(noun) “The belief that a person or group has a special mystical relationship to a totem (any natural object or living creature that serves as an emblem of a tribe, clan or family)” (Wiktionary 2013).
Audio Pronunciation: (to·te·mism)
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- Totem is derived from the Ojibwe word odoodem “his kinship group” and the tribe builds totem poles which are representative sculptures made from trees.
- A totem is both sacred and taboo.
- Totemism is often compared with animism, the belief that all things animate and inanimate have a soul or are inhabited by a spirit.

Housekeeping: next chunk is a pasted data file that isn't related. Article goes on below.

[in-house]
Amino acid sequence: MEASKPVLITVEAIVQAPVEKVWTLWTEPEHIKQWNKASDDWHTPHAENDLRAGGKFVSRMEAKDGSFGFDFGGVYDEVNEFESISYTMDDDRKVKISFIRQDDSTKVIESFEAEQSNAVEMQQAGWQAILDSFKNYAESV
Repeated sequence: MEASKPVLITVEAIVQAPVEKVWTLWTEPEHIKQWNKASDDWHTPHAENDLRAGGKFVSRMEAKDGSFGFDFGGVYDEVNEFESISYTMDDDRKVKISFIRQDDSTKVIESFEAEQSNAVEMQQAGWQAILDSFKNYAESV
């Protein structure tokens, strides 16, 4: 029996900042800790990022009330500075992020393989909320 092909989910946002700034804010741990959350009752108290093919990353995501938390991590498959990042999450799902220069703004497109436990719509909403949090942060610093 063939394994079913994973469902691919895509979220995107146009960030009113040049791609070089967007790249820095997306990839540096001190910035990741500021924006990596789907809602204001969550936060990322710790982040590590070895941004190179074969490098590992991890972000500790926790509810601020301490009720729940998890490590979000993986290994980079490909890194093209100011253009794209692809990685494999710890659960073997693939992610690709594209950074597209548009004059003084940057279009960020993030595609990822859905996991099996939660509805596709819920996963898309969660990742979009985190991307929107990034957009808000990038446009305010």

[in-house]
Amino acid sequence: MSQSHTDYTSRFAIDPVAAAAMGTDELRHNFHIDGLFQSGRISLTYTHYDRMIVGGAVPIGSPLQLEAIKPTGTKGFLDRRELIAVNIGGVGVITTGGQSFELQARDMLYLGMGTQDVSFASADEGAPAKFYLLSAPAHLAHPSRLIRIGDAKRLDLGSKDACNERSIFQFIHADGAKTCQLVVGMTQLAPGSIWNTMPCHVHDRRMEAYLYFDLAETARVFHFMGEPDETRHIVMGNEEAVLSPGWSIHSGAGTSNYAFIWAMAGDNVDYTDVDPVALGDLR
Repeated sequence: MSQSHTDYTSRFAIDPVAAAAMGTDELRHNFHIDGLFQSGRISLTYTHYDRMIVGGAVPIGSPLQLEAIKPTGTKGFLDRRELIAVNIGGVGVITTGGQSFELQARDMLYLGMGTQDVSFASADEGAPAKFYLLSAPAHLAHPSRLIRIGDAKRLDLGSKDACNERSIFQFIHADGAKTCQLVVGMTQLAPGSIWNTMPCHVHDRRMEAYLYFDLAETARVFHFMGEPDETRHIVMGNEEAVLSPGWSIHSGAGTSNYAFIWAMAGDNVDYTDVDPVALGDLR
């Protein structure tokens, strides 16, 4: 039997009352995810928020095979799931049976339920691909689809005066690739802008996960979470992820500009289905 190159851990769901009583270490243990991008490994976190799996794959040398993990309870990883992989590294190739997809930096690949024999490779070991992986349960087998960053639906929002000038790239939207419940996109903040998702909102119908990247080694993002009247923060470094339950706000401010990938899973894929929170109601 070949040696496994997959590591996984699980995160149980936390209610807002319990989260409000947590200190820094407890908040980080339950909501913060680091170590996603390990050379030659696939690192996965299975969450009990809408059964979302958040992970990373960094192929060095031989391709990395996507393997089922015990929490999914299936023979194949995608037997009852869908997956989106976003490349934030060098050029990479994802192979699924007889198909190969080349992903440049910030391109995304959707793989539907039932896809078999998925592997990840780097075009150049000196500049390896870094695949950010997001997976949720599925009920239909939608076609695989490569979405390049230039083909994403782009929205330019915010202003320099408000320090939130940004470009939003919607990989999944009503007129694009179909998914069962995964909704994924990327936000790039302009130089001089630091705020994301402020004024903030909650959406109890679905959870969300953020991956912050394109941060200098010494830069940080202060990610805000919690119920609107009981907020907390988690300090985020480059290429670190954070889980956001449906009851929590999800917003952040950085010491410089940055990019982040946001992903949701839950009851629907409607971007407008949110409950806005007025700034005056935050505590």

- Totemism is oft discussed in sociology and anthropology and is still lively debated. Notable social scientists such as Émile Durkheim (1858–1917), Edward Evans “E. E.” Evan-Prichard (1902–1973), James Frazer (1854–1941), Claude Levi-Strauss (1908–2009), and Bronislaw Malinowski (1884–1942) have engaged and debated totemism.
- Also called totemic religion.
- Radcliffe-Brown, A. R. 1952. Structure and Function in Primitive Society, Essays and Addresses. Glencoe, IL: The Free Press.
Wiktionary. n.d. s.v. “totemism.” Retrieved April 1, 2013 (https://en.wiktionary.org/wiki/totemism).